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Neurobiol Dis. 2009 Feb;33(2):193-206. doi: 10.1016/j.nbd.2008.10.007. Epub 2008 Nov 5.

GSK3 inhibitors show benefits in an Alzheimer's disease (AD) model of neurodegeneration but adverse effects in control animals.

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Greater Los Angeles Healthcare System, Geriatric Research Education and Clinical Center, Veteran's Affairs Medical Center, USA.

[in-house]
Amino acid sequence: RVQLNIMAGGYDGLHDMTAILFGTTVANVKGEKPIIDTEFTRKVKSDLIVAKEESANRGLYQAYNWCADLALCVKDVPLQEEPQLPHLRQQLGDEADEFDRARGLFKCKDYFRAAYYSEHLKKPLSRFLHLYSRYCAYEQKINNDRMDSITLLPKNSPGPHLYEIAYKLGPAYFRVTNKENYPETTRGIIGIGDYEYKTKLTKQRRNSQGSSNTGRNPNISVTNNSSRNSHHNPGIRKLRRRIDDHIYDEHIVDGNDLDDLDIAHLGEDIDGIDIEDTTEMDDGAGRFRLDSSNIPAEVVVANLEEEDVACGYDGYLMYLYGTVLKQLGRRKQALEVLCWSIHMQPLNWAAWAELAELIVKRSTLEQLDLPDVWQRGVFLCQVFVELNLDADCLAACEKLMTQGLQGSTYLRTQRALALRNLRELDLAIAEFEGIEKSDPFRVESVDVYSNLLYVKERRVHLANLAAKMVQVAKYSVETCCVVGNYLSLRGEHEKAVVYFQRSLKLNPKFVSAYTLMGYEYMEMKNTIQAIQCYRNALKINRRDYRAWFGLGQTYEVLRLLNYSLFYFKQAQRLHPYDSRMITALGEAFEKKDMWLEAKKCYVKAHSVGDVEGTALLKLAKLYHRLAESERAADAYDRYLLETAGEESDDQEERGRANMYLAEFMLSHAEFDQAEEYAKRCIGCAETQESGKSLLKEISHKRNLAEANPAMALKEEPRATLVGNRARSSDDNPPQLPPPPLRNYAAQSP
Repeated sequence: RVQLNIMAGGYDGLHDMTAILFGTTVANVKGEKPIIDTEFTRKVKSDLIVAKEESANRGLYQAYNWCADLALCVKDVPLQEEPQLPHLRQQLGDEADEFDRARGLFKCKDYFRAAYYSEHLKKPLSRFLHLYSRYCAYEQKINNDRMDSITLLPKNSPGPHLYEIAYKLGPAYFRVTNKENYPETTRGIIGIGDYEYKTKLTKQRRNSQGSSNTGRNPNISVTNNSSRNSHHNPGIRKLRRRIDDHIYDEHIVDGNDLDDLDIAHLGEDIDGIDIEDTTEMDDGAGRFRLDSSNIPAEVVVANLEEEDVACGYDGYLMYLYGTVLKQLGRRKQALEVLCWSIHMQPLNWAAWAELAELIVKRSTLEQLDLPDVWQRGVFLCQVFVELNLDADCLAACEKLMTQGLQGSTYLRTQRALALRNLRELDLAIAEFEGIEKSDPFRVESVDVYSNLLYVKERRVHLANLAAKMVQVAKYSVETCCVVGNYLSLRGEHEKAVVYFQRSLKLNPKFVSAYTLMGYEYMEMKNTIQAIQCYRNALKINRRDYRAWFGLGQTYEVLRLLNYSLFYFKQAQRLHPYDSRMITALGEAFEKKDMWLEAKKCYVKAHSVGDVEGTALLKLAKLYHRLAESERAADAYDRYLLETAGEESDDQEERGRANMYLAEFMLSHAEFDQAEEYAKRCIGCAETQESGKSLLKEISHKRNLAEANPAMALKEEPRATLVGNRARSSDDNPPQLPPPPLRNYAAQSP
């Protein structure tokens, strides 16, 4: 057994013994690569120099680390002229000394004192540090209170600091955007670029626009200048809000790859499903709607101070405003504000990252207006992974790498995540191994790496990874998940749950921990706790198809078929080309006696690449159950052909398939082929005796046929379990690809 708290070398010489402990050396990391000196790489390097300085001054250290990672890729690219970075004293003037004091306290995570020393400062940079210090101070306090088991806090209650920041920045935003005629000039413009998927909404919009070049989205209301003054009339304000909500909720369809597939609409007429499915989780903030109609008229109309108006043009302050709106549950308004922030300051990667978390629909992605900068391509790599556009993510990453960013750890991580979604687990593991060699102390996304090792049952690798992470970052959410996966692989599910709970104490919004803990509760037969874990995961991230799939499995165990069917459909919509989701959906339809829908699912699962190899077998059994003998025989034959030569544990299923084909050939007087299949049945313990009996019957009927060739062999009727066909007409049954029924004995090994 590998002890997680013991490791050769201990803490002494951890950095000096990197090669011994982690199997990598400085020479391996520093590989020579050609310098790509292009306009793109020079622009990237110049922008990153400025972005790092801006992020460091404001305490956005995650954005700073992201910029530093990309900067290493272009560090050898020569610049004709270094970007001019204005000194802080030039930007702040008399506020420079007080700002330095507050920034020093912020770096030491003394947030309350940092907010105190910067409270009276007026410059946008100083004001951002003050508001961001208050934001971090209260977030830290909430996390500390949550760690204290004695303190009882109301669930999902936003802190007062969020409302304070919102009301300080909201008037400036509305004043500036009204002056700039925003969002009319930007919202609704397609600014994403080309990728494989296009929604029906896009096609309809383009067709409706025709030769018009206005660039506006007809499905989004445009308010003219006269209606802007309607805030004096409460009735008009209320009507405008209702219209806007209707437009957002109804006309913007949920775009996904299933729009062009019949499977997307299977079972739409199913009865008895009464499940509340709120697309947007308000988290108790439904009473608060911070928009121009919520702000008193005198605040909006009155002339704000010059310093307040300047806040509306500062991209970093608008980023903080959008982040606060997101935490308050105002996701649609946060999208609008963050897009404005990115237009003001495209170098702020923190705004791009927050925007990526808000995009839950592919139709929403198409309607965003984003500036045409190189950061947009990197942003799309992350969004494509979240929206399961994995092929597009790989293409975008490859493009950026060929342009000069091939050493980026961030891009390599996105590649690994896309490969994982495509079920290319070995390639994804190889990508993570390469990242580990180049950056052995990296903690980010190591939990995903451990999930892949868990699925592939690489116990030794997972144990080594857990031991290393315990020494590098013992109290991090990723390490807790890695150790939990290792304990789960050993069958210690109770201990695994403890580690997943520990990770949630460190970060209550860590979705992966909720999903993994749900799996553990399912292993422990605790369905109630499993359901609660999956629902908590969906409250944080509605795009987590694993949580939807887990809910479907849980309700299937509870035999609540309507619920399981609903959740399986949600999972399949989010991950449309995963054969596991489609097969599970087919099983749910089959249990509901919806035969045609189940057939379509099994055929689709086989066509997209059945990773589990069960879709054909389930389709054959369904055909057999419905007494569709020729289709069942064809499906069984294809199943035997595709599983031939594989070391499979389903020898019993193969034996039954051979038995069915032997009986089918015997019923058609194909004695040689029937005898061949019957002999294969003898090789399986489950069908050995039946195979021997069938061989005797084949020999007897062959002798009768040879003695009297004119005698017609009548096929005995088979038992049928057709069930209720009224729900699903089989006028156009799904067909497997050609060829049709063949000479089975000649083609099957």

The dysregulation of glycogen synthase kinase-3 (GSK3) has been implicated in Alzheimer disease (AD) pathogenesis and in Abeta-induced neurotoxicity, leading us to investigate it as a therapeutic target in an intracerebroventricular Abeta infusion model. Infusion of a specific GSK3 inhibitor SB216763 (SB) reduced a downstream target, phospho-glycogen synthase 39%, and increased glycogen levels 44%, suggesting effective inhibition of enzyme activity. Compared to vehicle, Abeta increased GSK3 activity, and was associated with elevations in levels of ptau, caspase-3, the tau kinase phospho-c-jun N-terminal kinase (pJNK), neuronal DNA fragmentation, and gliosis. Co-infusion of SB corrected all responses to Abeta infusion except the induction of gliosis and behavioral deficits in the Morris water maze. Nevertheless, SB alone was associated with induction of neurodegenerative markers and behavioral deficits. These data support a role for GSK3 hyperactivation in AD pathogenesis, but emphasize the importance of developing inhibitors that do not suppress constitutive activity.

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